For Valentine's Day, some true love stories


The Mirror

Jennifer McGaw, formerly of Federal Way and now living in San Francisco, Calif., is engaged to Kevin Shawver. They’re planning a wedding for spring 2007, after which she’ll draw inspiration from her parents for making a happy marriage.

Alan and Diana McGaw of Federal Way “have been happily married for almost 30 years and have always set a good example of what I should strive for in my own marriage some day,” she said. “My dad always says he lives to make my mom happy. It sounds oversimplified, but it’s the little things that we do for each other in a relationship that make the biggest difference.”

It also helps, McGaw said, if both people share visions for the big picture in life and “try to see things from the other’s perspective before getting angry. And laugh –– a lot!”

McGaw and Shawver, who work for advertising agencies in San Francisco, met through a mutual friend in August 2004. Was it love at first sight? Not exactly, she said.

“I believe that rather than loving someone at first sight, you love the way you feel when you first see them,” she explained. “It was the sum of a million little things that made me fall in love with Kevin over time.”

Last New Year’s Eve, in a coastal cabin in northern California, Shawver proposed. “It was the single happiest moment of my life,” McGaw said. “It didn’t happen flawlessly like in the movies –– he couldn’t get the ring box out of his back pocket –– but that’s what made it uniquely our special moment. We found each other, and now we get to spend the rest of our lives together.”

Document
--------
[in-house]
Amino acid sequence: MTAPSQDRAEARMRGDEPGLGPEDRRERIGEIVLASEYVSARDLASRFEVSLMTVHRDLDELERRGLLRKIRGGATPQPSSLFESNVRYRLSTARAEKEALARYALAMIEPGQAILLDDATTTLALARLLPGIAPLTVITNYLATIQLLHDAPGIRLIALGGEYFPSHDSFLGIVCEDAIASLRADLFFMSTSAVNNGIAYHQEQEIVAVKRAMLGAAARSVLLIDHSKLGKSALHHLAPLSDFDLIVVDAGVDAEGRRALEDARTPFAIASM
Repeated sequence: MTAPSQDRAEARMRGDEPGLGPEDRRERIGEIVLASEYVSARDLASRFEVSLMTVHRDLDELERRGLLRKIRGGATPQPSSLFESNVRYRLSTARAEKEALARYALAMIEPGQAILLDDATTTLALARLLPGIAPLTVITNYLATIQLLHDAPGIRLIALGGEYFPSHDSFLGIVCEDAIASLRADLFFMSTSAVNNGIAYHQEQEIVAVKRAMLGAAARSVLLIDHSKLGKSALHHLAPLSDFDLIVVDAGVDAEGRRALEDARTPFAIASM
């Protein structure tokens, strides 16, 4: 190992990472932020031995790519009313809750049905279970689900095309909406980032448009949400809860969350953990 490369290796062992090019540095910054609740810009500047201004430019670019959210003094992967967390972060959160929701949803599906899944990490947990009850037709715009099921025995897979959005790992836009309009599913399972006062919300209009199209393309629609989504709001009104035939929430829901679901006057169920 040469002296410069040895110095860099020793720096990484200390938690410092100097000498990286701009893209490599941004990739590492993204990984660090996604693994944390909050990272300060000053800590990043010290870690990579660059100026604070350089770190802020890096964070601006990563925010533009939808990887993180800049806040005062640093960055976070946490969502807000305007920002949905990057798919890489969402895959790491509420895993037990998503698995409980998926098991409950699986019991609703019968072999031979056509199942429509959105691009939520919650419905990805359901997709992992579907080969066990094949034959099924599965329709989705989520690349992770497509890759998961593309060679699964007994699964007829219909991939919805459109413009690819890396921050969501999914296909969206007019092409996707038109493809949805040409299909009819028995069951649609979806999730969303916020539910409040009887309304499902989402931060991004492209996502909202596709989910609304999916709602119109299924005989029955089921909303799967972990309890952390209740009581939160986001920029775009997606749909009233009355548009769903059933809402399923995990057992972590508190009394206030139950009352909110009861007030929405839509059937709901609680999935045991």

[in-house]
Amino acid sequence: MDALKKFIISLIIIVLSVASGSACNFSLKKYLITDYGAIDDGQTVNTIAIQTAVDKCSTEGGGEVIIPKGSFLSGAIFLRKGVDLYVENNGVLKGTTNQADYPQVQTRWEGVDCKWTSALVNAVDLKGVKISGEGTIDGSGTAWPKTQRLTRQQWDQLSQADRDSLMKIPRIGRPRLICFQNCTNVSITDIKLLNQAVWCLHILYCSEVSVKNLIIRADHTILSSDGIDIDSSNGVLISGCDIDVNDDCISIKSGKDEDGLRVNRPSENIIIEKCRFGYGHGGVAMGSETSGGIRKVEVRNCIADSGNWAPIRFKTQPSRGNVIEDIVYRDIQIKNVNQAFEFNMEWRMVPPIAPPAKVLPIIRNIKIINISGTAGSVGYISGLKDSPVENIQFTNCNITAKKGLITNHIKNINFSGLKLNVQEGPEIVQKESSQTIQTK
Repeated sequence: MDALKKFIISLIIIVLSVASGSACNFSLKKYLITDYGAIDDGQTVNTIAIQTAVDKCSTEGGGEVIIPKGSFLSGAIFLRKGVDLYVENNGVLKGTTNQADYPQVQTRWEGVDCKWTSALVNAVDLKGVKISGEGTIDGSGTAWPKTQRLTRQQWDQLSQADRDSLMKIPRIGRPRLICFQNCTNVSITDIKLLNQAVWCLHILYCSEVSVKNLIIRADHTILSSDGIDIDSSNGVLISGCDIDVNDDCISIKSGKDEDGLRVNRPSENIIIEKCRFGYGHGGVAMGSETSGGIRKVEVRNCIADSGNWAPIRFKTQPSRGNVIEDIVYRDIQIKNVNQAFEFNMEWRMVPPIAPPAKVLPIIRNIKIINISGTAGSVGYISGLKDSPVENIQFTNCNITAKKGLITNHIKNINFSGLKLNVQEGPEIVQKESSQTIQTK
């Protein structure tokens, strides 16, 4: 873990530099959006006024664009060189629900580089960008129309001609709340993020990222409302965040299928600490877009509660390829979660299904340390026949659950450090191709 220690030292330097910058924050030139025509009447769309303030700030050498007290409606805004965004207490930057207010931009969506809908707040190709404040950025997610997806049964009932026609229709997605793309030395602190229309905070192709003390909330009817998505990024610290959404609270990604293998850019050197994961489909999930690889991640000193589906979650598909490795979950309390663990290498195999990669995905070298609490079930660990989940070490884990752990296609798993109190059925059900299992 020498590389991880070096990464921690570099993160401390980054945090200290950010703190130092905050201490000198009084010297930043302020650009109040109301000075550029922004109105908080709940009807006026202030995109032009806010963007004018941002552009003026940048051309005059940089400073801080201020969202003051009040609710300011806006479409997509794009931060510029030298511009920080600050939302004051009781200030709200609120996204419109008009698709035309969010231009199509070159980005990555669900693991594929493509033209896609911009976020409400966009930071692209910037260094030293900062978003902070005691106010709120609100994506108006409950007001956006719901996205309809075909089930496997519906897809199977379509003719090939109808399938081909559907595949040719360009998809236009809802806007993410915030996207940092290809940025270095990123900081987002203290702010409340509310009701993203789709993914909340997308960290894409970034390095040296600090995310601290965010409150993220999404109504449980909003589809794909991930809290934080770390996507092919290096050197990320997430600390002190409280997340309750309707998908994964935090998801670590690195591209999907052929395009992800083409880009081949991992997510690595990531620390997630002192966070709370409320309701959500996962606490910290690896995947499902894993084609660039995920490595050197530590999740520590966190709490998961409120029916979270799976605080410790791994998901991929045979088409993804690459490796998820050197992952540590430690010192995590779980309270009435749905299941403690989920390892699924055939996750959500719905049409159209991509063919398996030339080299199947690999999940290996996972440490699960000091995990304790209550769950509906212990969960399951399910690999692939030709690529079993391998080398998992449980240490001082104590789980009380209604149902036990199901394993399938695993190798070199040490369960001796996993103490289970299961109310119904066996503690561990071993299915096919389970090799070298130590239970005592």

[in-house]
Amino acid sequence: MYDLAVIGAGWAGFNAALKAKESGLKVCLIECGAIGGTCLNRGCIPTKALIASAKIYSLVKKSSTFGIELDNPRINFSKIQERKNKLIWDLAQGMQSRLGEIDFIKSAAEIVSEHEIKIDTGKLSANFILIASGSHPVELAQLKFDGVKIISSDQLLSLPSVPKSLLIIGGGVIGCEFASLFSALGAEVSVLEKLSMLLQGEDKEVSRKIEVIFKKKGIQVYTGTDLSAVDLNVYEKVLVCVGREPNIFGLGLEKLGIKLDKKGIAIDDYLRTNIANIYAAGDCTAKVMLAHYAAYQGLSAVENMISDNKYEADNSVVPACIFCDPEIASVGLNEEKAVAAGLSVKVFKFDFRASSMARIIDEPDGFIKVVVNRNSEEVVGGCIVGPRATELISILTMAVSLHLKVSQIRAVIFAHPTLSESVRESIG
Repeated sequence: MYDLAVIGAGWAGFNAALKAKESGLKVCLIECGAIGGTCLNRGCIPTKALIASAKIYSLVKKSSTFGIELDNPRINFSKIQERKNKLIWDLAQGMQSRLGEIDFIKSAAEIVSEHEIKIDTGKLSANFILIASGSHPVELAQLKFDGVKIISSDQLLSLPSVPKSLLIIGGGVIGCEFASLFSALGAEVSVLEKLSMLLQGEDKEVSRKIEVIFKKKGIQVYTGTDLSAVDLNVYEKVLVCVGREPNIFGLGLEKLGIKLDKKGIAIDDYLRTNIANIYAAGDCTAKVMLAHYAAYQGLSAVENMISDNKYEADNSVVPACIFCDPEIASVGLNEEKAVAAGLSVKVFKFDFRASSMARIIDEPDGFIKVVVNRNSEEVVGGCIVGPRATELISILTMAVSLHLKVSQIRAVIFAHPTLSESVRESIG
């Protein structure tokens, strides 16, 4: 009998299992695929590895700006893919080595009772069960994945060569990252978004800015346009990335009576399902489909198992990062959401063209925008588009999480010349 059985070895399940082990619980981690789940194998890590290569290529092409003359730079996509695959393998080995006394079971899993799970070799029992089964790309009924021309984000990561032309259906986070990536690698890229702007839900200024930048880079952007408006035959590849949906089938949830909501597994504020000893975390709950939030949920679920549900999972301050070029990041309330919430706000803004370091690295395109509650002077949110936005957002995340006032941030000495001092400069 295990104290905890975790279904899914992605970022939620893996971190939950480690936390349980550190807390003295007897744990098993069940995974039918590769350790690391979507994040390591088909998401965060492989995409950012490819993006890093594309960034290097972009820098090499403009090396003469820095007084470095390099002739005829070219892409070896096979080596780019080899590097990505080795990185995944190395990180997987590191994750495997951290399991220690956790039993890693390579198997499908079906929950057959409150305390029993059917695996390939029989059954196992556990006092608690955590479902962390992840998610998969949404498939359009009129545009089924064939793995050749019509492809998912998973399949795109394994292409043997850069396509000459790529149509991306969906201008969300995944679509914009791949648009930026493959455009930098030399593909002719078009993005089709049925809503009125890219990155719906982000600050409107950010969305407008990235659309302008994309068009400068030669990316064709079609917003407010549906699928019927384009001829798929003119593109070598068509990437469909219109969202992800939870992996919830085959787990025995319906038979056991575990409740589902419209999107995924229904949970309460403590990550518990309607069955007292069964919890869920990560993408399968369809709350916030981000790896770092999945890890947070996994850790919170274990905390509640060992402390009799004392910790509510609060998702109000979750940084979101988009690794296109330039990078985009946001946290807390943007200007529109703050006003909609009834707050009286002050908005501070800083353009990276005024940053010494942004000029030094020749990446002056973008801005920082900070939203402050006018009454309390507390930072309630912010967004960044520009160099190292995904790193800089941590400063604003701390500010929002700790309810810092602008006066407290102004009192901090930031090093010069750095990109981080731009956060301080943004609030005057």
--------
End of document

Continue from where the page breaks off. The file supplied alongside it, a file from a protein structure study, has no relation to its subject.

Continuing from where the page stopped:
For The Mirror

What do you call a husband and wife who have been wed for 67 years?

At Village Green Retirement Community in Federal Way, they call them the Valentine Couple, happily married since 1939.

Peter and Maxine Bintner met at a community dance in Hoquiam in April 1939. The attraction for Maxine was instant. Maxine’s mother accompanied her to the dance, as was the custom in those days. Peter asked Maxine to dance. After the dance, Maxine told her mother, “Some day, I’m going to marry that boy.”

They started dating and were married five months later.

After serving with the Navy Seabee in Okinawa, Japan and the South Pacific during World War II, Peter returned home and worked as a pipefitter at the Rayonier Corp. pulp mill in Hoquiam for 41 years.

Maxine also had an active career. She was employed at the Hanford Manhattan Project during the war, then worked for a medical doctor and operated a beauty shop in later years.

Their marriage produced two daughters and a son.

Today, Peter and Maxine are still active. They danced the first dance at their grandaughter’s wedding last year.

What’s the secret to a long marriage? Maxine and Peter say it requires “not holding a grudge.”

And, they added, they never end the day with a quarrel.

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